The goal of intermittent fasting is to close that window in which you are eating bit by bit.

Maybe that means you skip breakfast altogether and just eat later in the day. Maybe that means you have breakfast later in the day. I have brought my eating window down to about four hours during the work week. I don't eat anything until I get home at 5 pm and I stop eating at 9 pm. I avoid carbohydrates during that time but sometimes I have them without too much stress.

There are physiological reasons that intermittent fasting is so beneficial - By giving your body a rest from eating you give it time to metabolize the stored glucose in your liver. You also give your pancreas a break from producing insulin, which means your body can start to metabolize stored fat. But I think the most important reason intermittent fasting works so well for people is that it is very difficult to stuff 2-3000 calories into a small window. It is almost inevitable that people will eat less if they restrict their feeding window.

The goal would be to continue to shrink the feeding window over time until you get to some level that is sustainable and still allows you to lose weight. I had gotten to One Meal a Day (known as OMAD in the intermittent fasting world) but I found that was too difficult to maintain at this point in my life. I will push towards that again down the road but for now I am still seeing weight loss when I restrict my eating to a four hour window. At my best I was fasting for several days at a time but I am not there right now.

There are tremendous physiological benefits to fasting in prolonged windows. It is worth exploring in a future essay. But for now I can't say enough about the benefits of closing your eating window to whatever you can sustain.

Cutting sugar and carbohydrates

So delicious - so deadly

I firmly believe that human beings are, from an evolutionary point of view, meant to primarily eat red meat and other animal products. We are omnivores but we are more specifically opportunistic carnivores - if you look at our digestive tract it has far more in common with obligate carnivores like dogs and pigs.

Wolves are capable of digesting some plant matter but they do not actively seek out plant matter - they primarily seek out ungulates - four legged hooved mammals.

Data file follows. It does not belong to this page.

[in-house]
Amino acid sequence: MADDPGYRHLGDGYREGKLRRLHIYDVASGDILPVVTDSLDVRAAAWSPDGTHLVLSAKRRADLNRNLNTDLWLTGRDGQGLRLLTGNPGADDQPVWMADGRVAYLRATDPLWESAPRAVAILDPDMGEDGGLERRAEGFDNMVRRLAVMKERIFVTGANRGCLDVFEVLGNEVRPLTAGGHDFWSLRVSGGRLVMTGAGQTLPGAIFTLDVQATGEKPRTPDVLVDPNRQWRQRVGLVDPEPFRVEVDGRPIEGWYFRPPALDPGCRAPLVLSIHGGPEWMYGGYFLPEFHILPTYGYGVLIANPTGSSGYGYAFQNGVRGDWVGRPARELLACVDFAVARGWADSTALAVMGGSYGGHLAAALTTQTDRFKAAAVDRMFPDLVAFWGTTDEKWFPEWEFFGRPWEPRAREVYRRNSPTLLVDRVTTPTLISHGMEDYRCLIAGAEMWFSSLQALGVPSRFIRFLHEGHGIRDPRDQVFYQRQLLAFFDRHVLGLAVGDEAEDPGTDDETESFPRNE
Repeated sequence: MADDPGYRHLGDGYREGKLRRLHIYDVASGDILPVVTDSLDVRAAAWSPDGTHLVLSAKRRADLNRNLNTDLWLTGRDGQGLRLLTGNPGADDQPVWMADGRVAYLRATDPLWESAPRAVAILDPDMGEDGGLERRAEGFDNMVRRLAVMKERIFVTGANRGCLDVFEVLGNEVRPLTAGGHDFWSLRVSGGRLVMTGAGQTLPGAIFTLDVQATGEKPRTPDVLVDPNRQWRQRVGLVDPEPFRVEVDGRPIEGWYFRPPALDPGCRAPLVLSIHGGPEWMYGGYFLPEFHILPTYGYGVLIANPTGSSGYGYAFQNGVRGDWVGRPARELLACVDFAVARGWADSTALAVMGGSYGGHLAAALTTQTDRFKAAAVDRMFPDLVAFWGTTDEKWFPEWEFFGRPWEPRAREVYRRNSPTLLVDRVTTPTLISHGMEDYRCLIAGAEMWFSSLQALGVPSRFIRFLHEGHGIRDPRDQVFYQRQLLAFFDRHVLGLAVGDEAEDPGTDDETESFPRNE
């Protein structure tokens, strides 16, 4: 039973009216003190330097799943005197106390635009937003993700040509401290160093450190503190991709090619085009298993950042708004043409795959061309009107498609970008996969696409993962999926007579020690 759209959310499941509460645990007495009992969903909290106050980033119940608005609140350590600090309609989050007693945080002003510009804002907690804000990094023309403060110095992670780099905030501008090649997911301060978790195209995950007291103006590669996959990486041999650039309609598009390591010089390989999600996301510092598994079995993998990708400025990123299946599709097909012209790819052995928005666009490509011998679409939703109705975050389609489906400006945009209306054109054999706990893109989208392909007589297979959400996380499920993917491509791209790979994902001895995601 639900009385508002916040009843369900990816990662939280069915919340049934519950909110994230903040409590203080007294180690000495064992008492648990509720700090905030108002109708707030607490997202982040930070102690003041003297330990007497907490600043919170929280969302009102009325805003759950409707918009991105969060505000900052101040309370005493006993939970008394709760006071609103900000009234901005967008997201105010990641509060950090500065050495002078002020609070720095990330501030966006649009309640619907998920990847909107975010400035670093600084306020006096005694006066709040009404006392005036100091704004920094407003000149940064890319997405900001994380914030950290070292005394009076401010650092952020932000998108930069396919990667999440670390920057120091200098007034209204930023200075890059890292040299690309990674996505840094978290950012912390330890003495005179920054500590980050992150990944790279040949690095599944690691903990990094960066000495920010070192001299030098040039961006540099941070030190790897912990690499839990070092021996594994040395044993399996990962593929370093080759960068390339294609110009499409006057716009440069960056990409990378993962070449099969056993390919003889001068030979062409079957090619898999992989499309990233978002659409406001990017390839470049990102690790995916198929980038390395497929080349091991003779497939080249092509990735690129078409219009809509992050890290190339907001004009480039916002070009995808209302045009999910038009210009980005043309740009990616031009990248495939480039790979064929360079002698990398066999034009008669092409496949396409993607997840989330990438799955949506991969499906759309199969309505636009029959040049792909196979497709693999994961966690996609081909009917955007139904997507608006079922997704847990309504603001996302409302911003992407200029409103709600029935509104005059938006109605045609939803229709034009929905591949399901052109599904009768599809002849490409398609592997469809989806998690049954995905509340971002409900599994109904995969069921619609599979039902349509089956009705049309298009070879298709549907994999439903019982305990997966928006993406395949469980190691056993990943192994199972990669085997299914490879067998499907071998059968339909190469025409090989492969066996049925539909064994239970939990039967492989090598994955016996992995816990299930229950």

Cutting out carbohydrates is incredibly difficult. I don't exaggerate when I say that it is as difficult to eliminate carbohydrates from your diet as it is for a drug user to quit whatever their drug of choice is. The immediate impact of taking drugs is far worse and the potential for immediately dying isn't present from carbohydrates but the cumulative effects of overconsumption of carbohydrates; diabetes, obesity and heart disease, is every bit as lethal over time.

Fortunately this is an issue where any reduction is a step in the right direction. If you can cut 10% of your carbohydrate intake it will offer tremendous health benefits. The more you can cut the better.

Part of the reason why I have committed to a carnivore diet is because I want to have simplicity in my diet - it is easier for me to subsist primarily on meat and eggs than to try and figure out which vegetables and other things I am willing to eat. I am sure the Broccoli and Kale are not what got me to 400 pounds. That is why I don't advocate going carnivore right away - I think there is plenty of room for improvement in health without going that extreme.

The key here is that you need to replace the carbohydrates with a comparable amount of fat and protein. Fatty cuts of meat, butter, olive oil and cheese are physically satisfying and can reduce cravings for carbohydrates over time.

Keto heaven!

If you aren't ready to completely eliminate carbohydrates commit to eliminating rapidly processed carbohydrates like cookies and chips. If you succeed at that for three months you will see an improvement in weight provided you don't replace those with other carbohydrates.

How long would it take?

This is a key shift that I needed and has been the hardest shift. I believe that these three interventions would be all that anyone needs to lose weight if they gave it enough time to work.

Every single obese person could lose a substantial amount of weight if they did these three things consistently for at least two years. I don't care what your unique set of circumstances are; if you did these three things for two years you will lose weight and will be healthier.

Would you be at your target weight? Depends on how much you weighed to begin with.

But I can guarantee that no human body would be able to resist the two physical interventions that I described. Even if you don't ever track a single calorie in your life you will lose weight if you close your eating window over time and reduce your carbohydrate intake.

Both of these interventions feel extreme which is why they are rarely advocated. They also don't make anyone money which is why they aren't championed by dieticians and healthcare professionals.

These interventions can be done at different levels and all of them will improve your life.

In a future essay I'll discuss what I believe is the best kind of exercise program a morbidly obese person should begin if they want to see massive quality of life improvements. Exercise is important but needs to be done in a way that can be continued over the long haul. I don't recommend people who need to lose 80 pounds or more to begin any kind of intense exercise until they have gotten their diet under control.